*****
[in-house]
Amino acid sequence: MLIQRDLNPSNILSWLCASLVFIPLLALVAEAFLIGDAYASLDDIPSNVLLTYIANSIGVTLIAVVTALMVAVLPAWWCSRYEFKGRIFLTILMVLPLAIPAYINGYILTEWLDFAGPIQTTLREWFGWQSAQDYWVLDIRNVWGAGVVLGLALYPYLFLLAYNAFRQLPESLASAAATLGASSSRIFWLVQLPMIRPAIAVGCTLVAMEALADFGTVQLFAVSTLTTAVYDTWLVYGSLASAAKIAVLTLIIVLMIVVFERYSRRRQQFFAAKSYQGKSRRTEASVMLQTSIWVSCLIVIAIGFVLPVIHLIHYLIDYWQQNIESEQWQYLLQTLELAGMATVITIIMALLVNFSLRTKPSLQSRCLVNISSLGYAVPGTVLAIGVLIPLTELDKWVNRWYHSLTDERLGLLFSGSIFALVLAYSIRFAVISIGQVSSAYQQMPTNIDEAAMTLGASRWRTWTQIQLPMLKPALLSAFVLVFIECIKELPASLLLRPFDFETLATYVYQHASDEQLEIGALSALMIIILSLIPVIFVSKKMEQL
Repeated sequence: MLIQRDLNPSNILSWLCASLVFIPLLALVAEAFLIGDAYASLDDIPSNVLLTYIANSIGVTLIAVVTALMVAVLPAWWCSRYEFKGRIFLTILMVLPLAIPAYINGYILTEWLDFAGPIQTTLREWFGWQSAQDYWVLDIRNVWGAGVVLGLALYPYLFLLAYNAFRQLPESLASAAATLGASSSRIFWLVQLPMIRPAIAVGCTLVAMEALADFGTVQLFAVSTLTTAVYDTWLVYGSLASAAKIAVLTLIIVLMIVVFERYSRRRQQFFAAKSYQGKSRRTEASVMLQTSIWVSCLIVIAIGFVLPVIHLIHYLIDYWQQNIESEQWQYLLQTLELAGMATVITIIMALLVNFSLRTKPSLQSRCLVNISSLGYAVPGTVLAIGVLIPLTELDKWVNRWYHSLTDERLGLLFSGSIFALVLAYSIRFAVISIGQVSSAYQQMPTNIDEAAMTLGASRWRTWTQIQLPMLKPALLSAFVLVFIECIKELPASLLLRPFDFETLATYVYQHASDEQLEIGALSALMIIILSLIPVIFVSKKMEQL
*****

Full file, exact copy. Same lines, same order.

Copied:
[in-house]
Amino acid sequence: MLIQRDLNPSNILSWLCASLVFIPLLALVAEAFLIGDAYASLDDIPSNVLLTYIANSIGVTLIAVVTALMVAVLPAWWCSRYEFKGRIFLTILMVLPLAIPAYINGYILTEWLDFAGPIQTTLREWFGWQSAQDYWVLDIRNVWGAGVVLGLALYPYLFLLAYNAFRQLPESLASAAATLGASSSRIFWLVQLPMIRPAIAVGCTLVAMEALADFGTVQLFAVSTLTTAVYDTWLVYGSLASAAKIAVLTLIIVLMIVVFERYSRRRQQFFAAKSYQGKSRRTEASVMLQTSIWVSCLIVIAIGFVLPVIHLIHYLIDYWQQNIESEQWQYLLQTLELAGMATVITIIMALLVNFSLRTKPSLQSRCLVNISSLGYAVPGTVLAIGVLIPLTELDKWVNRWYHSLTDERLGLLFSGSIFALVLAYSIRFAVISIGQVSSAYQQMPTNIDEAAMTLGASRWRTWTQIQLPMLKPALLSAFVLVFIECIKELPASLLLRPFDFETLATYVYQHASDEQLEIGALSALMIIILSLIPVIFVSKKMEQL
Repeated sequence: MLIQRDLNPSNILSWLCASLVFIPLLALVAEAFLIGDAYASLDDIPSNVLLTYIANSIGVTLIAVVTALMVAVLPAWWCSRYEFKGRIFLTILMVLPLAIPAYINGYILTEWLDFAGPIQTTLREWFGWQSAQDYWVLDIRNVWGAGVVLGLALYPYLFLLAYNAFRQLPESLASAAATLGASSSRIFWLVQLPMIRPAIAVGCTLVAMEALADFGTVQLFAVSTLTTAVYDTWLVYGSLASAAKIAVLTLIIVLMIVVFERYSRRRQQFFAAKSYQGKSRRTEASVMLQTSIWVSCLIVIAIGFVLPVIHLIHYLIDYWQQNIESEQWQYLLQTLELAGMATVITIIMALLVNFSLRTKPSLQSRCLVNISSLGYAVPGTVLAIGVLIPLTELDKWVNRWYHSLTDERLGLLFSGSIFALVLAYSIRFAVISIGQVSSAYQQMPTNIDEAAMTLGASRWRTWTQIQLPMLKPALLSAFVLVFIECIKELPASLLLRPFDFETLATYVYQHASDEQLEIGALSALMIIILSLIPVIFVSKKMEQL